MAG-deficient schwann cells myelinate dorsal root ganglion neurons in culture

Stefano Carenini, Dirk Montag, Melitta Camartin, Rudolf Martini

Research output: Contribution to journalArticle

15 Scopus citations

Abstract

The myelin-associated glycoprotein (MAG) has been postulated to play a crucial role during myelin formation. Evidence supporting this hypothesis was provided by infecting rat Schwann cells with a retrovirus expressing MAG antisense RNA; these Schwann cells showed reduced levels of MAG expression and failed to myelinate DRG neurons in vitro. However, when MAG expression was disrupted by generating MAG-deficient mice, normal myelin sheaths were formed in peripheral nerves in vivo. In the present study we investigated whether myelination is compromised in MAG-deficient Schwann cells in vitro, i.e., under similar conditions where Schwann cells expressing MAG antisense RNA failed to myelinate. We show that MAG-deficient Schwann cells do myelinate DRG neurons in vitro and express the myelin-specific glycolipid galactocerebroside (Gal-C) and the myelin proteins P0 and MBP. Furthermore, myelin sheaths appear morphologically normal with both compacted and uncompacted aspects when investigated by electron microscopy. Quantitative analysis revealed that the number of myelin sheaths was similar in cultures from MAG-deficient and wild-type mice. These findings support the view that MAG is not essential for myelin formation in the PNS.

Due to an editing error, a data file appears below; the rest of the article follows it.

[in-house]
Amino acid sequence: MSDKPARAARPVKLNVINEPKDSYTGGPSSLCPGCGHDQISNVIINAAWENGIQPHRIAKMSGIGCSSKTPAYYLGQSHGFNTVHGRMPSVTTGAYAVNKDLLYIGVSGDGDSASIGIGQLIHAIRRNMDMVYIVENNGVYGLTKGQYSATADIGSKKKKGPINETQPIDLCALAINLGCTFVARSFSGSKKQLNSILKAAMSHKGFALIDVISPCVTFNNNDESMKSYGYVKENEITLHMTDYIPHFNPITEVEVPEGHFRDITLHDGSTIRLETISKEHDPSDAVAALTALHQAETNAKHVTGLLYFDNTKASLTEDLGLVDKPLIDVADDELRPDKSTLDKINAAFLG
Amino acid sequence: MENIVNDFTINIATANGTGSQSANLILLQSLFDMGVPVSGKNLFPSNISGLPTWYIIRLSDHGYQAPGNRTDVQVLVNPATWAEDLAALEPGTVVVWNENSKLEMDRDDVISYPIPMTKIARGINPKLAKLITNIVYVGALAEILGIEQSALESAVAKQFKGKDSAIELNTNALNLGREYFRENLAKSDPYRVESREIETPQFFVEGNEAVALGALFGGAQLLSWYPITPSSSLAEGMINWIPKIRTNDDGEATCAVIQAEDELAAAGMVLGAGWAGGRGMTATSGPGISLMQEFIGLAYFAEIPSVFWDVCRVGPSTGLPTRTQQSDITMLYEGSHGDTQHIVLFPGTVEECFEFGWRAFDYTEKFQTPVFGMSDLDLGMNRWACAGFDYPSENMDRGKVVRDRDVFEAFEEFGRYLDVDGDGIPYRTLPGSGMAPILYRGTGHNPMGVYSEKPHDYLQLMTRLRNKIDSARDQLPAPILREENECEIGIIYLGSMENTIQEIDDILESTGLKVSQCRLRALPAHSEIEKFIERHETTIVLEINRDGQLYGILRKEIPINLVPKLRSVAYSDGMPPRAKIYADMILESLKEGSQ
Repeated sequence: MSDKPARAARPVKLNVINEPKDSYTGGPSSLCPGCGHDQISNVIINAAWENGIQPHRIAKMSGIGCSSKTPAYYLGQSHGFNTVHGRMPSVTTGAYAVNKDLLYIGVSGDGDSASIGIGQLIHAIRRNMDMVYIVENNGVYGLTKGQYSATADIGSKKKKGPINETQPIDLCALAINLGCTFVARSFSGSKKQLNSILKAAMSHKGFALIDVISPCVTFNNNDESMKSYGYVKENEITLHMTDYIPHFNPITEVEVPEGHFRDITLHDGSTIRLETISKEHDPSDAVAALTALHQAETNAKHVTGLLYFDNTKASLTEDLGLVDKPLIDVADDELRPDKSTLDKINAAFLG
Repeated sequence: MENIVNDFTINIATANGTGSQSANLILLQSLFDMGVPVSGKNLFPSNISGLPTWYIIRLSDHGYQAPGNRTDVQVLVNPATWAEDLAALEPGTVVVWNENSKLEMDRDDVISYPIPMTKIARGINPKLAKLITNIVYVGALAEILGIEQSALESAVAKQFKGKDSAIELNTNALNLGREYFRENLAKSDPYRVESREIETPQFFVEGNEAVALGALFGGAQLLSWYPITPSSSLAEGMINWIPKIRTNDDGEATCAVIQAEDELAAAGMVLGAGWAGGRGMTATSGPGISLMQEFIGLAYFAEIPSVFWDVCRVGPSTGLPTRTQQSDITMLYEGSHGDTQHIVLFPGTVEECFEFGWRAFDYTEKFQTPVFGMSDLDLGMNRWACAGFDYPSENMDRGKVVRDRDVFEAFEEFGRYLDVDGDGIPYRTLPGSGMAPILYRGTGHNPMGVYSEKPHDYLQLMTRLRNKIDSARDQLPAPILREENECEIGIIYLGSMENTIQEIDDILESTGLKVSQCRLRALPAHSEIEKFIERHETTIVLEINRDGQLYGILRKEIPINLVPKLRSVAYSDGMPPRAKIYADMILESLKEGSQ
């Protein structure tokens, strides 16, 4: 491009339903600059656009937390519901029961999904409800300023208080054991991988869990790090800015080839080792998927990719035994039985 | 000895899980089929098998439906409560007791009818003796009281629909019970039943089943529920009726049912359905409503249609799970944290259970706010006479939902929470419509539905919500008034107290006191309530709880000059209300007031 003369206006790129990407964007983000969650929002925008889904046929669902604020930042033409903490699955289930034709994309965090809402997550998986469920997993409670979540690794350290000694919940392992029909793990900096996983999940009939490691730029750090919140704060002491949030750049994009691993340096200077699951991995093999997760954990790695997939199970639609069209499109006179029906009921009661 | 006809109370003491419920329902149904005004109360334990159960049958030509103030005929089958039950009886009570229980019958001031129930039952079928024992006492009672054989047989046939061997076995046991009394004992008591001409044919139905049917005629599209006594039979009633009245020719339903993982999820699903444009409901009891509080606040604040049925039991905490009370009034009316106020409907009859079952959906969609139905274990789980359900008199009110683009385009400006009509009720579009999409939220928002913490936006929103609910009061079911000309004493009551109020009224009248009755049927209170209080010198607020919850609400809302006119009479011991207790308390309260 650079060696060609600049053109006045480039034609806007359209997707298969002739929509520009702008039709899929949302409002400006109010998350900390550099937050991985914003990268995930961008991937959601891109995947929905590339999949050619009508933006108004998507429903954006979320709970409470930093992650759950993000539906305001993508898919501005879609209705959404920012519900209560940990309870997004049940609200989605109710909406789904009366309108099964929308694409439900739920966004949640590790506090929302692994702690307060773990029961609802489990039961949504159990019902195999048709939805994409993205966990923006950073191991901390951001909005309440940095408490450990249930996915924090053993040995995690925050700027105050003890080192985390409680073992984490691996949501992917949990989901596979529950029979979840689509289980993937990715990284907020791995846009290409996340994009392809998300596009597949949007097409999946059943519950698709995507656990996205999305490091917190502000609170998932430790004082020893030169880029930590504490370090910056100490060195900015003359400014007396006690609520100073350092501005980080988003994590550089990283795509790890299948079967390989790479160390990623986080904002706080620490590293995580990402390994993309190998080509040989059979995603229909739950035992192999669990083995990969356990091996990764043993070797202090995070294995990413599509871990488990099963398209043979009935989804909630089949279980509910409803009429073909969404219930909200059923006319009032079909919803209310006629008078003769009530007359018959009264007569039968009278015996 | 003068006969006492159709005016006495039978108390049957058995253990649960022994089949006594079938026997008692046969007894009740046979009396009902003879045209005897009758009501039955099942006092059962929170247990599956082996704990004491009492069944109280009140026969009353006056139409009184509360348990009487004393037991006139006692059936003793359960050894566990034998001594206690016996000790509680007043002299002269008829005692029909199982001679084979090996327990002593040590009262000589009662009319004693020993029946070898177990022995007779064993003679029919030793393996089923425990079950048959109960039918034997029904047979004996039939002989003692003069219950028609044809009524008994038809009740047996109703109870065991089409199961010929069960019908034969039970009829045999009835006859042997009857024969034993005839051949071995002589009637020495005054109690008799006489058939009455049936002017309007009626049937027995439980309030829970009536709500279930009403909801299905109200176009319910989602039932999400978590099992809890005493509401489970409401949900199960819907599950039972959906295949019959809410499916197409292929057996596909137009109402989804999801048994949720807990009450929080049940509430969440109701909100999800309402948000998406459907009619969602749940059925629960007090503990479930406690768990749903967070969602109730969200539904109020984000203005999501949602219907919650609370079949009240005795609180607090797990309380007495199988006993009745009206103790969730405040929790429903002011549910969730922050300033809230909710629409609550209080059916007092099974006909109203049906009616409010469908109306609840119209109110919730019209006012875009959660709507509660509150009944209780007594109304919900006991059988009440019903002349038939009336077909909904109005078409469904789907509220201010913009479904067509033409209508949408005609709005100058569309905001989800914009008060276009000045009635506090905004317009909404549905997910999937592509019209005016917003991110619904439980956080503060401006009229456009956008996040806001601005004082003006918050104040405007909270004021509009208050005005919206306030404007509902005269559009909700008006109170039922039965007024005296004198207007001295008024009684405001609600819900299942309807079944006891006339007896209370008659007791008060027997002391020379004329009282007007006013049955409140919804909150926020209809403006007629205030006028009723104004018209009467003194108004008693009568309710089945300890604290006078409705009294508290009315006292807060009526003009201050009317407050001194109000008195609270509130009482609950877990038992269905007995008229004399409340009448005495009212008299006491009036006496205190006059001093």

Original languageEnglish (US)
Pages (from-to)213-220
Number of pages8
JournalGlia
Volume22
Issue number3
DOIs
StatePublished - Mar 1 1998
Externally publishedYes

All Science Journal Classification (ASJC) codes

  • Neurology
  • Cellular and Molecular Neuroscience

Fingerprint Dive into the research topics of 'MAG-deficient schwann cells myelinate dorsal root ganglion neurons in culture'. Together they form a unique fingerprint.

  • Cite this